While L.A. County's homeless population as whole is growing, the opposite is true in Long Beach.
The city released numbers from its bi-annual homeless count this week, claiming the number of homeless people living in the city has fallen by nearly 500 since 2015 — from 2,345 to 1,843.
As a whole, L.A. has about 33,000 unsheltered people living throughout the county in tents and vehicles. On top of that, 11,000 more live in homeless shelters, according to 2016's annual homeless count, which estimated a 5.7 percent growth in the homeless population from 2015.
In a statement released by the city on Tuesday, Long Beach attributed its 21 percent drop to the expansion of permanent housing options, "innovative" outreach methods and coordination between the city and community members.
Long Beach nearly doubled its housing developments for the homeless in the past two years, according to Kelly Colopy, director of Long Beach's Health and Human Services Department. In 2015, the city had 1,354 housing developments. This year, the city has 2,140, she told KPCC.
According to Colopy, the city led multiple efforts to make more housing options available, including the ones listed below:
- The expansion of rapid rehousing
- Increased veteran housing and Veterans Affairs Supportive Housing (VASH)
- Increased set-aside Section 8 vouchers
- The implementation of a $6 million surge grant to house veterans with families
Long Beach also changed the way it conducts outreach to homeless people, Colopy said. The Health and Human Services Department divided the areas of the city with highest homeless populations into quadrants. Then, the city staffed each quadrant with community liaisons who spent time getting to know the homeless people living there.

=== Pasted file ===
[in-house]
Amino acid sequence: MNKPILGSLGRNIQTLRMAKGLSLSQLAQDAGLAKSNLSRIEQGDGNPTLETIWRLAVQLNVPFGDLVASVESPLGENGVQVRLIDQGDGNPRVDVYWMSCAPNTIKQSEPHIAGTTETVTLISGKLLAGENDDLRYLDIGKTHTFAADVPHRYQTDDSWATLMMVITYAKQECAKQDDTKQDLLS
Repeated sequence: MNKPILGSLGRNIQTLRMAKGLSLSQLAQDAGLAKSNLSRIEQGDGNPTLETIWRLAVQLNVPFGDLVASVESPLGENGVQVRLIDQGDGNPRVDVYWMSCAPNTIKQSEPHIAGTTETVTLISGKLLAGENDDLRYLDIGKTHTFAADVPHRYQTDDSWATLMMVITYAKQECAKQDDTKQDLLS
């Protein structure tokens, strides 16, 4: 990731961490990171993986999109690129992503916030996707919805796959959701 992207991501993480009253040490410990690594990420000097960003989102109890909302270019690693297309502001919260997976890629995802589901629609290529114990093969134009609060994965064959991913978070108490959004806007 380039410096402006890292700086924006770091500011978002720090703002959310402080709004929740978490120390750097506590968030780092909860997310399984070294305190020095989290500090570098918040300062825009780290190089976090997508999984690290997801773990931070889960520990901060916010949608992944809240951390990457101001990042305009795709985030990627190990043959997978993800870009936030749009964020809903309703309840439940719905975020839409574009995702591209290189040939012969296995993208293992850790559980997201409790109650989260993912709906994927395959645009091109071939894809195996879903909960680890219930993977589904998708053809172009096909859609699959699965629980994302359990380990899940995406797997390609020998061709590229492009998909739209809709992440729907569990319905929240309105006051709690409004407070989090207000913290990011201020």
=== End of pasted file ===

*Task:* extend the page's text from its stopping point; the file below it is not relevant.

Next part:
It took forming personal connections between the liaisons and homeless people to have an impact, she added.
“We might go out and talk with someone five, six, 10, 11 times before they say ‘OK, I’m finally ready [to get help with housing],’” Colopy said.
According to a list of homeless services listed on the city's website, Long Beach coordinates with nonprofit agencies that oversee 257 shelter beds on any given night. The Departments of Public Works, Parks Recreation and Marine, Police, Fire and Health and Human Services also meet on a regular basis to collaborate and coordinate efforts to battle homelessness.
Long Beach's 2017 homeless count took place in January, when more than 400 participants tallied person by person, covering all of the city's 52 square miles, according to the city's statement from Tuesday.
The city's two-year, 21 percent homeless population drop is “pretty significant,” especially when compared to L.A. County's trend as a whole, according to Long Beach Mayor Robert Garcia.
“We expected that we’d done a pretty good job [housing people],” he told KPCC. “But I didn’t expect the 20 percent number to be honest.”
The count also showed that Long Beach's homeless population has dispersed across the city, due to development downtown and along river corridors, he said.
Garcia added that he was encouraged by the passage of Measure H last month, which in the coming years will also boost Long Beach's efforts to house more homeless people.